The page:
Rhinoceros: The Endangered Species

The worlds last male white rhino is dead
Photo Credit: time.com

With a small brain that weighs 400-600kg, unusual for animals their size, the mammals are members of the family of the rhinoceros with thick protective skin made from collagen with one or two horns weighing a tone in weight. Rhinoceros is a name used for any of the five species (usually abbreviated as Rhino), two of which are native to Africa and three to southern Asia.

Rhinoceros are herbivorous; they generally eat leafy material, although their ability to ferment food in their hindgut allows them to subsist on more fibrous plant matter when necessary, although the two African species of rhinoceros lack teeth at the front of their mouths, relying instead on their lips to pluck food.

Hunting and poaching activities has altered the natural distribution of the rhino population. The horns of rhino are bought in the black market. By weight, rhino horns cost as much as gold on the black market. People grind up the horns and consume them, believing the dust has therapeutic properties. East Asia is the largest market for rhino horns. The IUCN Red List identifies the Black, Javan, and Sumatran rhinoceros as critically endangered.


The world mourned over the death of the last male rhino in the world in the Ol Pajeta Conservation in Kenya
Photo Credit: flickr.com

There are two subspecies of white rhinoceros: the southern white rhinoceros and the northern white rhinoceros.  The white rhino has an immense body and large head, a short neck and broad chest. Females weigh 1,600 kg and males 2,400 kg. The world mourned over the death of the last male rhino in the world in the Ol Pajeta Conservation in Kenya

There are only four species of the black Rhinoceros
Photo Credit: streamafrica.com

There are four subspecies of black rhino: South-central, the most numerous, which once ranged from central Tanzania south through Zambia, Zimbabwe and Mozambique to northern and eastern South Africa; South-western which are better adapted to the arid and semi-arid savannas of Namibia, southern Angola, western Botswana and western South Africa; East African, primarily in Tanzania; and West African which was declared extinct in November 2011.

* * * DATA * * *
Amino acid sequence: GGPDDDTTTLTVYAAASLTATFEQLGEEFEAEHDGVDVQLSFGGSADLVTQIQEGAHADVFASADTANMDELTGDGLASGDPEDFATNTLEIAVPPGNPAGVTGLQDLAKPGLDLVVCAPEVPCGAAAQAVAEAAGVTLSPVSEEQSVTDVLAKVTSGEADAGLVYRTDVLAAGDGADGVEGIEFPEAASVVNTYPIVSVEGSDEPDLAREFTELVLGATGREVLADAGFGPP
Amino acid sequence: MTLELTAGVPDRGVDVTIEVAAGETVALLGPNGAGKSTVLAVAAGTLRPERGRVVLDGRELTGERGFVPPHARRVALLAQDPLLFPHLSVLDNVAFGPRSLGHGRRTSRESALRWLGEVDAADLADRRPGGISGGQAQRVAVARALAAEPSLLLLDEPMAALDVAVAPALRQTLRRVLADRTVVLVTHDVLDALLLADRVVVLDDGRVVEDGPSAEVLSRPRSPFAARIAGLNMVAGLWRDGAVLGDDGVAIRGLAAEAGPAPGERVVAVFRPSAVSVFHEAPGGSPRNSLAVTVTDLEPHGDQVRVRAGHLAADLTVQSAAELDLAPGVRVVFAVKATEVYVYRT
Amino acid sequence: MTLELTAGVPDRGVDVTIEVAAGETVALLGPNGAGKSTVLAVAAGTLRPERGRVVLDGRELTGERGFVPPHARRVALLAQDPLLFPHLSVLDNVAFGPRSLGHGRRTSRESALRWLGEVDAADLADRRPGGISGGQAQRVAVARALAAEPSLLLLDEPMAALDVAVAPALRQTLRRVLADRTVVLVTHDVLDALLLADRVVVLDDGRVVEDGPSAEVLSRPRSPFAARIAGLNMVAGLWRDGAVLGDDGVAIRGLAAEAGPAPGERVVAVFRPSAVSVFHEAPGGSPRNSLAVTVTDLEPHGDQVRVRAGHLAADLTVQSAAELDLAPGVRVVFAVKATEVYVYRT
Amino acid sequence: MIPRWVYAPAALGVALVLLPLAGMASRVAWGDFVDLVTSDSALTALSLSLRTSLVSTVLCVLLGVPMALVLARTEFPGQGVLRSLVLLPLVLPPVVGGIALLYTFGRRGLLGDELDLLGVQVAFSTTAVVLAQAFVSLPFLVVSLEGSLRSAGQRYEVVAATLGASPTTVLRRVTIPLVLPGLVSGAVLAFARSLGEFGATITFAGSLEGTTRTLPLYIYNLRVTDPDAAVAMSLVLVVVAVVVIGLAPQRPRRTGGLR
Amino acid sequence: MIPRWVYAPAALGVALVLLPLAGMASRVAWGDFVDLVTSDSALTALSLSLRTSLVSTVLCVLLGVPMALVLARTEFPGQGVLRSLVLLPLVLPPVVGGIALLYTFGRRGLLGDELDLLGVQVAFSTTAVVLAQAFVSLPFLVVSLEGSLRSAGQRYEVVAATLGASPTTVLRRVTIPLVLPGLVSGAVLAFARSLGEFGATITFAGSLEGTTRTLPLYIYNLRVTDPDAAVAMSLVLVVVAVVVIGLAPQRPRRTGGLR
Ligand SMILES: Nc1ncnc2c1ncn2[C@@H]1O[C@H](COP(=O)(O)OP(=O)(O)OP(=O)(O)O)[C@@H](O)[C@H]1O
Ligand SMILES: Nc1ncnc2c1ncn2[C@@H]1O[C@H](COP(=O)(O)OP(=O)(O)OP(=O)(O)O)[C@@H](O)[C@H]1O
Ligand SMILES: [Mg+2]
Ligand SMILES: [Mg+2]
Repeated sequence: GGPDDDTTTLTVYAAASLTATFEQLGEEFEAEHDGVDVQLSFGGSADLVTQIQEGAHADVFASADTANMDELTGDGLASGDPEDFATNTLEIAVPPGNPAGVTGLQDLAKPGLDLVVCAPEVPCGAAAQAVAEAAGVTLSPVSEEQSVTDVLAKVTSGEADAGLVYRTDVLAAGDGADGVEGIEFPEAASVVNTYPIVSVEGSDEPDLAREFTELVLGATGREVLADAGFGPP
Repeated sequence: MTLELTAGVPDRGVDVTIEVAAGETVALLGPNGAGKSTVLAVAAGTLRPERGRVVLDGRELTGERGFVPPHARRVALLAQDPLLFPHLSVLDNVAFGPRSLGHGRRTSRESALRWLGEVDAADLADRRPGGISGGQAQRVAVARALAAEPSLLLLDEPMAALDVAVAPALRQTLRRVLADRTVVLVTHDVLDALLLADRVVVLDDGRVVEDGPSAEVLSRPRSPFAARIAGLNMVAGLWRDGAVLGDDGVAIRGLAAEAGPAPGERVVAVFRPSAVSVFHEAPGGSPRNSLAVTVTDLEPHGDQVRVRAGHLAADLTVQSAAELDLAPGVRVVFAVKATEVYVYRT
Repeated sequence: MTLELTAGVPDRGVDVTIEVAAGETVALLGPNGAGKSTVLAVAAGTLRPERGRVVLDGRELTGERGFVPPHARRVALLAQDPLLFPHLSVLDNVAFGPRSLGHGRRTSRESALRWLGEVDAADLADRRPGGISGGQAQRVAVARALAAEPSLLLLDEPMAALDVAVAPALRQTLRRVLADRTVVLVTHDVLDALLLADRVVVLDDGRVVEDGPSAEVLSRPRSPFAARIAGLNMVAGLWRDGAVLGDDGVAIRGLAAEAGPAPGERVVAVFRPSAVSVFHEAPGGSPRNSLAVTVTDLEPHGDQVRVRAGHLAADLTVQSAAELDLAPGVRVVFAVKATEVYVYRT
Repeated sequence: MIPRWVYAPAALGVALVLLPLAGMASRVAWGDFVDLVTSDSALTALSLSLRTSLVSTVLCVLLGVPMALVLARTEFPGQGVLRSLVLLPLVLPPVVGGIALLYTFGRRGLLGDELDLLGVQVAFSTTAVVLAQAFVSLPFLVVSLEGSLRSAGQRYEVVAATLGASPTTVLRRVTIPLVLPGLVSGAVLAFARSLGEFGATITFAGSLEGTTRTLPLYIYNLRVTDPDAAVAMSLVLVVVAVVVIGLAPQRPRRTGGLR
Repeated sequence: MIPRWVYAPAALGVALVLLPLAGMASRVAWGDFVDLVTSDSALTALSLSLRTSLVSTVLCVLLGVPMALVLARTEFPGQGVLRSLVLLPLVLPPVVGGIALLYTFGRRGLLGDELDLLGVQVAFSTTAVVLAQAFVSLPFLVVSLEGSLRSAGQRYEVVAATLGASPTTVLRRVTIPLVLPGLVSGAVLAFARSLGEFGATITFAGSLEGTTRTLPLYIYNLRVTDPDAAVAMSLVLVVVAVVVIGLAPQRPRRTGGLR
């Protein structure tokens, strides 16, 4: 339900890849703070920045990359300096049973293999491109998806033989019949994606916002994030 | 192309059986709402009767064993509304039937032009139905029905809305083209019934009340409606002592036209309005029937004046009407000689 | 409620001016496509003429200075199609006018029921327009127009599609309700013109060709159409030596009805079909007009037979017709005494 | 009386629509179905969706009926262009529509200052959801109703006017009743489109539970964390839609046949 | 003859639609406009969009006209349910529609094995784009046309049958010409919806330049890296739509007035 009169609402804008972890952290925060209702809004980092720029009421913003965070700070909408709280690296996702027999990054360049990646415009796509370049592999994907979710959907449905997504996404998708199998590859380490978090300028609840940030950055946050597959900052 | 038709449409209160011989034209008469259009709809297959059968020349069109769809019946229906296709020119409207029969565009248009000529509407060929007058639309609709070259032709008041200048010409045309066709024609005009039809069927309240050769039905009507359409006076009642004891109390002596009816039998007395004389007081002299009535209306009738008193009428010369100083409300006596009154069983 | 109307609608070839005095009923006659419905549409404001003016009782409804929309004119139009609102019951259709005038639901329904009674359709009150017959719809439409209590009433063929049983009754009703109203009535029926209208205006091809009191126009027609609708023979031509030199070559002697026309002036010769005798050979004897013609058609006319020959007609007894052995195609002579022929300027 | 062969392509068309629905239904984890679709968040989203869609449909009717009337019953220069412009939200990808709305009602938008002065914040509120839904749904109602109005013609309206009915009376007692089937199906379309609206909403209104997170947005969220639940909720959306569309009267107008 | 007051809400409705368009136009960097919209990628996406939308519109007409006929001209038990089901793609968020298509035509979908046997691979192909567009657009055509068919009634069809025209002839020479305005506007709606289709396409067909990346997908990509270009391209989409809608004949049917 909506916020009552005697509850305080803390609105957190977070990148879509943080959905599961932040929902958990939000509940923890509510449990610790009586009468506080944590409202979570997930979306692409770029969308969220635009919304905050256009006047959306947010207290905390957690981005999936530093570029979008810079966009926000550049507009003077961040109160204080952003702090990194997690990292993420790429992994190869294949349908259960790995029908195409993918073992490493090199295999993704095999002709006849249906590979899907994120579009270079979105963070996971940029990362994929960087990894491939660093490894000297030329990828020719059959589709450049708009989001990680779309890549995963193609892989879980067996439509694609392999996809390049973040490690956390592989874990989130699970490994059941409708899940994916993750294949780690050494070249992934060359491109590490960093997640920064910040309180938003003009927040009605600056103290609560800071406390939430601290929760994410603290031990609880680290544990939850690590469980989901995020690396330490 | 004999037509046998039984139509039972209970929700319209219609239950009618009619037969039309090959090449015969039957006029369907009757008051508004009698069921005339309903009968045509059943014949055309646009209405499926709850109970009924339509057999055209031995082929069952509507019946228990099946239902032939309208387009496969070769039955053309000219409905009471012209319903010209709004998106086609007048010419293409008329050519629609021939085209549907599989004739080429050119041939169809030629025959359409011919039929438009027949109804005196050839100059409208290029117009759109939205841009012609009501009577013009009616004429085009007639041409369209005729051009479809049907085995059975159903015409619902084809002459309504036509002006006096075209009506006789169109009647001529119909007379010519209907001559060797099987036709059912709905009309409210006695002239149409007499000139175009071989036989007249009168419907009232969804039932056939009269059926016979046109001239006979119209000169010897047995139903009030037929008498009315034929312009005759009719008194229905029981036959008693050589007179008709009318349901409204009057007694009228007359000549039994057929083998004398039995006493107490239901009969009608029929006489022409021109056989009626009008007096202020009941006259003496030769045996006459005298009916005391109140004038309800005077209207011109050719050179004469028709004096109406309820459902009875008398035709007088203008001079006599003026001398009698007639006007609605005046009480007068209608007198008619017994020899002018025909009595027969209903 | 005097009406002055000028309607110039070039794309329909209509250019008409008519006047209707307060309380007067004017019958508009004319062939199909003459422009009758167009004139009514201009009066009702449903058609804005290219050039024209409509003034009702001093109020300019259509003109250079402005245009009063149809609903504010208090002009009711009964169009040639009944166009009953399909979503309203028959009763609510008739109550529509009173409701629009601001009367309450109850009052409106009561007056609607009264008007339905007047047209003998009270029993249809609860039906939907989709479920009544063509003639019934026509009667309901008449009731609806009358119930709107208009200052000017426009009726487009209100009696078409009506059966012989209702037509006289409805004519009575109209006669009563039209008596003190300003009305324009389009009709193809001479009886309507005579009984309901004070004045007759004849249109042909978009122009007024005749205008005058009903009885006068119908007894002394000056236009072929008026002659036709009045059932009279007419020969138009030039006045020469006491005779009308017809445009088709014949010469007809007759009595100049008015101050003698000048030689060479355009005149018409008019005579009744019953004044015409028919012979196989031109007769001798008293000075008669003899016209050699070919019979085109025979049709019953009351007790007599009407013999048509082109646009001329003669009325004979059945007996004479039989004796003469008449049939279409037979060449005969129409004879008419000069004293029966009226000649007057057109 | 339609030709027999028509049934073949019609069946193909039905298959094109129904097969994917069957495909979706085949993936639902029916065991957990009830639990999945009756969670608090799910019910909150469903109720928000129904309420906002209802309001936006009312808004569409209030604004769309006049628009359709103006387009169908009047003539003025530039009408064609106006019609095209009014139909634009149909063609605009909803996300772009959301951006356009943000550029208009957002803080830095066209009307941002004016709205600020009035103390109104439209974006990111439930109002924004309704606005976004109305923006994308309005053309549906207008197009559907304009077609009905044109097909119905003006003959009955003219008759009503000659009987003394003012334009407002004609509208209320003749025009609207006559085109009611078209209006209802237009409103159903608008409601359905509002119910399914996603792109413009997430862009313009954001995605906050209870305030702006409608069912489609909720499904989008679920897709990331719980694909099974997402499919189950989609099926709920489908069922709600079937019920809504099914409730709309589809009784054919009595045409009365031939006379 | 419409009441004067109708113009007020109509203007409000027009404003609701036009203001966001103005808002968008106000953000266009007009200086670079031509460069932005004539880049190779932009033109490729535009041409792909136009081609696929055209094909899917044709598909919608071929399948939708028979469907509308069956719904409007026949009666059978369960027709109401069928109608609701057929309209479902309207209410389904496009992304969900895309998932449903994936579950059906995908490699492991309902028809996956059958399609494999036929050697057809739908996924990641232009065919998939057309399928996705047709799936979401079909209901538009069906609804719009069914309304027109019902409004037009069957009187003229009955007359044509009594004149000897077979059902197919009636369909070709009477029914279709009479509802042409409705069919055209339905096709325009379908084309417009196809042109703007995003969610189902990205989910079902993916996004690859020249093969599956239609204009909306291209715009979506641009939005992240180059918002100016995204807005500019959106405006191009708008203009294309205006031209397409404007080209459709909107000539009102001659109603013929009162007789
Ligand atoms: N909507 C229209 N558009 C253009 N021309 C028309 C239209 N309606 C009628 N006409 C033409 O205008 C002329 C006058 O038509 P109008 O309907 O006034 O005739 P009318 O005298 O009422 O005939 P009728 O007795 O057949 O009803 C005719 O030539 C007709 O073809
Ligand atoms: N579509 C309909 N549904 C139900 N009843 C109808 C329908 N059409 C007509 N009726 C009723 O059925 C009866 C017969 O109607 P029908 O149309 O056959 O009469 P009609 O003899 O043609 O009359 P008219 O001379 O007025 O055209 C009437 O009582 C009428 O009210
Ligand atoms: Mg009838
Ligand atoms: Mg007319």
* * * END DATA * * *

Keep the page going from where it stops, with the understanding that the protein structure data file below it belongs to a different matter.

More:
Indian rhinoceros animal once inhabited many areas ranging from Pakistan to Myanmar and maybe even parts of China
Photo Credit: saveus.in

Indian rhinos once inhabited many areas ranging from Pakistan to Myanmar and maybe even parts of China. However, because of human influence, they now only exist in several protected areas of India and Nepal, with a few pairs in Lal Suhanra National Park in Pakistan

The Javan rhinoceros is one of the most endangered large mammals in the world
Photo Credit: Animalsake.com

The Javan rhinoceros is one of the most endangered large mammals in the world. According to 2015 estimates, only about 60 remain, in Java, Indonesia, all in the wild.

The endangered Sumatran rhinoceros is the smallest extant species of this family
Photo Credit: Rhinos.org

The Sumatran rhinoceros is the smallest extant rhinoceros species, as well as the one with the most hair. It can be found at very high altitudes in Borneo and Sumatra. Due to habitat loss and poaching, their numbers have declined and it has become the most threatened rhinoceros.

Climate change puts the Pacific Walrus population on thin ice

Climate change puts the Pacific Walrus population on thin ice
Photo Credit: wwf.panda.org

Every autumn for about the last decade, the residents of Enurmino—a tiny, Russian village located along the Chukchi Sea—have witnessed a strange sight. Tens of thousands of Pacific walruses have exited the chilly ocean waters and assembled en masse along the shoreline.

This phenomenon, known as a “haulout,” occurs when large hordes of mostly females and calves pull themselves onto the beach to rest. The walruses climb on to shore because of declining sea ice cover.

“Typically, walruses spend most of their time at sea hauled out on ice floes as they forage for food on the ocean floor” explains WWF’s Nikhil Advani, “but as sea ice declines, they’re increasingly hauling out on land instead.”

Throughout the Arctic, sea ice is forming later in the season and disappearing earlier, limiting the amount of space available for walruses to congregate. Floating summer sea ice is also receding further north to where the water is too deep for the animals to dive and feed. This forces them to desert the ice and seek refuge ashore. Once on land, the walruses must travel much longer distances—up to 250 miles round trip—to reach their food supply.

Climate change puts the Pacific Walrus population on thin ice
Photo Credit: mmc.gov

Researchers first observed large haulouts off Alaska’s Point Lay in 2007, when summer Arctic sea ice reached its second-lowest minimum extent in recorded history. As the extent of summer sea ice has continued to decline in Arctic waters, the number of walruses coming ashore has grown considerably.

In 2014, around 35,000 walruses hauled out along a small stretch of beach in Point Lay.

These massive haulouts can be incredibly dangerous for walruses. The crowded animals are easily spooked; any sound or scent—an airplane flying by, a human, or a whiff of a predator—can cause a deadly stampede. In their rush to the ocean, the heavy walruses—which can weigh up to 1.5 tons—can trample other walruses, especially young calves, which are susceptible to injuries and death. Last year, disturbances to a haulout near Cape Schmidt, Russia caused more than 500 deaths.